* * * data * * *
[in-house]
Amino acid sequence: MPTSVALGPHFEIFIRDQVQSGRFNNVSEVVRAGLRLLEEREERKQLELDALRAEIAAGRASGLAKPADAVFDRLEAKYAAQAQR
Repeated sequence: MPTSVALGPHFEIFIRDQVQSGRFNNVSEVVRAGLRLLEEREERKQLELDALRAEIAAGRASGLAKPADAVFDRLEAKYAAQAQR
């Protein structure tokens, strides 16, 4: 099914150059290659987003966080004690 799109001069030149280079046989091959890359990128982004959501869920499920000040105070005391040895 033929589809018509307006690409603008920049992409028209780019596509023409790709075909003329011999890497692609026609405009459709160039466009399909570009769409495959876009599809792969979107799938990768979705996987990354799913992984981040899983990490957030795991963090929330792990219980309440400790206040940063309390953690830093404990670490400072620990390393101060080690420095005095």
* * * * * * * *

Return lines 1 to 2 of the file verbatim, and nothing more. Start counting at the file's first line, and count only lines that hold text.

[in-house]
Amino acid sequence: MPTSVALGPHFEIFIRDQVQSGRFNNVSEVVRAGLRLLEEREERKQLELDALRAEIAAGRASGLAKPADAVFDRLEAKYAAQAQR